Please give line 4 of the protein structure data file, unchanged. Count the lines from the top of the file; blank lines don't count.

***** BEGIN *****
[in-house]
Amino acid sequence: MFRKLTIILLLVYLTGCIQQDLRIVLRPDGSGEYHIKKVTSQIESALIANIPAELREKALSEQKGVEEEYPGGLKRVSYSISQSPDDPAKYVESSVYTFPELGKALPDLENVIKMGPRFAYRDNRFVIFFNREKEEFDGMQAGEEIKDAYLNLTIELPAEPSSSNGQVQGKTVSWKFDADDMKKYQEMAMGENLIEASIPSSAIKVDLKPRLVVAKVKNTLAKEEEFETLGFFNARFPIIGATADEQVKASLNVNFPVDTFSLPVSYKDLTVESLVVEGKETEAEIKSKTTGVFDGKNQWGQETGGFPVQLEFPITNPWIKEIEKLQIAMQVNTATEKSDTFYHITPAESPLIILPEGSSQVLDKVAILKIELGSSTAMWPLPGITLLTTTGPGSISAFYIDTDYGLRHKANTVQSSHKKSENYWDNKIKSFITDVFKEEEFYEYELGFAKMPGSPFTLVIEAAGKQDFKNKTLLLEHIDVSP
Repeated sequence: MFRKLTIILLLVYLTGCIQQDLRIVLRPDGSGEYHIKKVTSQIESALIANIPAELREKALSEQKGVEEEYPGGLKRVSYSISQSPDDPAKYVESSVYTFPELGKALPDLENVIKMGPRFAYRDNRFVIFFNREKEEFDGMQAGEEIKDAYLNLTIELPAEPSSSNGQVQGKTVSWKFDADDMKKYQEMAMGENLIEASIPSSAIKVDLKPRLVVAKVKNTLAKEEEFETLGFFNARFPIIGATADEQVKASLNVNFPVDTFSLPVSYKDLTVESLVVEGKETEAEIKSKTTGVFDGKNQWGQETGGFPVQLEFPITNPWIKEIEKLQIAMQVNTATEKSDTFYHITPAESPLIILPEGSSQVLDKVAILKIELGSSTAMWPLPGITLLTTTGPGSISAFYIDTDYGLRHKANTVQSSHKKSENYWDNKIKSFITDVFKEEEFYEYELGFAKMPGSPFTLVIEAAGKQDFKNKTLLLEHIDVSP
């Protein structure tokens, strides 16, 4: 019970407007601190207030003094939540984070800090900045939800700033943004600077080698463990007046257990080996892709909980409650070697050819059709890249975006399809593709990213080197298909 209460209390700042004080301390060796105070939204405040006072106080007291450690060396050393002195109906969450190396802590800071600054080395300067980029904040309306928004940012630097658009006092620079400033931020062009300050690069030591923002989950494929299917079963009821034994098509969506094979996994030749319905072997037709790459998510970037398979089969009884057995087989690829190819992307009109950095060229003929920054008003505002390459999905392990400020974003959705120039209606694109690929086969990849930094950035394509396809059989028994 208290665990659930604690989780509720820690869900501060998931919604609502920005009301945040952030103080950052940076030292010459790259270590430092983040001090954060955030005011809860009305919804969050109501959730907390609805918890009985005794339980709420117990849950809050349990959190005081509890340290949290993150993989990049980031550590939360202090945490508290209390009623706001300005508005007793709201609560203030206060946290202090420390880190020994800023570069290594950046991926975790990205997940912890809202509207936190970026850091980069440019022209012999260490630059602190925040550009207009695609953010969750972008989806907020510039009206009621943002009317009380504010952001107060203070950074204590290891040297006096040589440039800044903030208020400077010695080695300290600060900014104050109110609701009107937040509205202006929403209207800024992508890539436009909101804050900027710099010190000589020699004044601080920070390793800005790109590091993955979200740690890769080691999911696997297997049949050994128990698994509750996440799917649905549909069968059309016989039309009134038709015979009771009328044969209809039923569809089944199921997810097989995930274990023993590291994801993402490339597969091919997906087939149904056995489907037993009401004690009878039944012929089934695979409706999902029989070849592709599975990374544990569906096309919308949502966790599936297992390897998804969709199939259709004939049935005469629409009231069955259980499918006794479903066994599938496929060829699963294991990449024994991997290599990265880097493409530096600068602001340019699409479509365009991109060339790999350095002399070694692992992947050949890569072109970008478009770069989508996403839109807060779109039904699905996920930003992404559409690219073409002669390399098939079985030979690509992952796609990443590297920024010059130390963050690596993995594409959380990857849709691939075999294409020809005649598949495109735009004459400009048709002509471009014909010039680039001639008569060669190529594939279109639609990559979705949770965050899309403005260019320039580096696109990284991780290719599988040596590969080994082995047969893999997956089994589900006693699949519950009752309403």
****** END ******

């Protein structure tokens, strides 16, 4: 019970407007601190207030003094939540984070800090900045939800700033943004600077080698463990007046257990080996892709909980409650070697050819059709890249975006399809593709990213080197298909 209460209390700042004080301390060796105070939204405040006072106080007291450690060396050393002195109906969450190396802590800071600054080395300067980029904040309306928004940012630097658009006092620079400033931020062009300050690069030591923002989950494929299917079963009821034994098509969506094979996994030749319905072997037709790459998510970037398979089969009884057995087989690829190819992307009109950095060229003929920054008003505002390459999905392990400020974003959705120039209606694109690929086969990849930094950035394509396809059989028994 208290665990659930604690989780509720820690869900501060998931919604609502920005009301945040952030103080950052940076030292010459790259270590430092983040001090954060955030005011809860009305919804969050109501959730907390609805918890009985005794339980709420117990849950809050349990959190005081509890340290949290993150993989990049980031550590939360202090945490508290209390009623706001300005508005007793709201609560203030206060946290202090420390880190020994800023570069290594950046991926975790990205997940912890809202509207936190970026850091980069440019022209012999260490630059602190925040550009207009695609953010969750972008989806907020510039009206009621943002009317009380504010952001107060203070950074204590290891040297006096040589440039800044903030208020400077010695080695300290600060900014104050109110609701009107937040509205202006929403209207800024992508890539436009909101804050900027710099010190000589020699004044601080920070390793800005790109590091993955979200740690890769080691999911696997297997049949050994128990698994509750996440799917649905549909069968059309016989039309009134038709015979009771009328044969209809039923569809089944199921997810097989995930274990023993590291994801993402490339597969091919997906087939149904056995489907037993009401004690009878039944012929089934695979409706999902029989070849592709599975990374544990569906096309919308949502966790599936297992390897998804969709199939259709004939049935005469629409009231069955259980499918006794479903066994599938496929060829699963294991990449024994991997290599990265880097493409530096600068602001340019699409479509365009991109060339790999350095002399070694692992992947050949890569072109970008478009770069989508996403839109807060779109039904699905996920930003992404559409690219073409002669390399098939079985030979690509992952796609990443590297920024010059130390963050690596993995594409959380990857849709691939075999294409020809005649598949495109735009004459400009048709002509471009014909010039680039001639008569060669190529594939279109639609990559979705949770965050899309403005260019320039580096696109990284991780290719599988040596590969080994082995047969893999997956089994589900006693699949519950009752309403």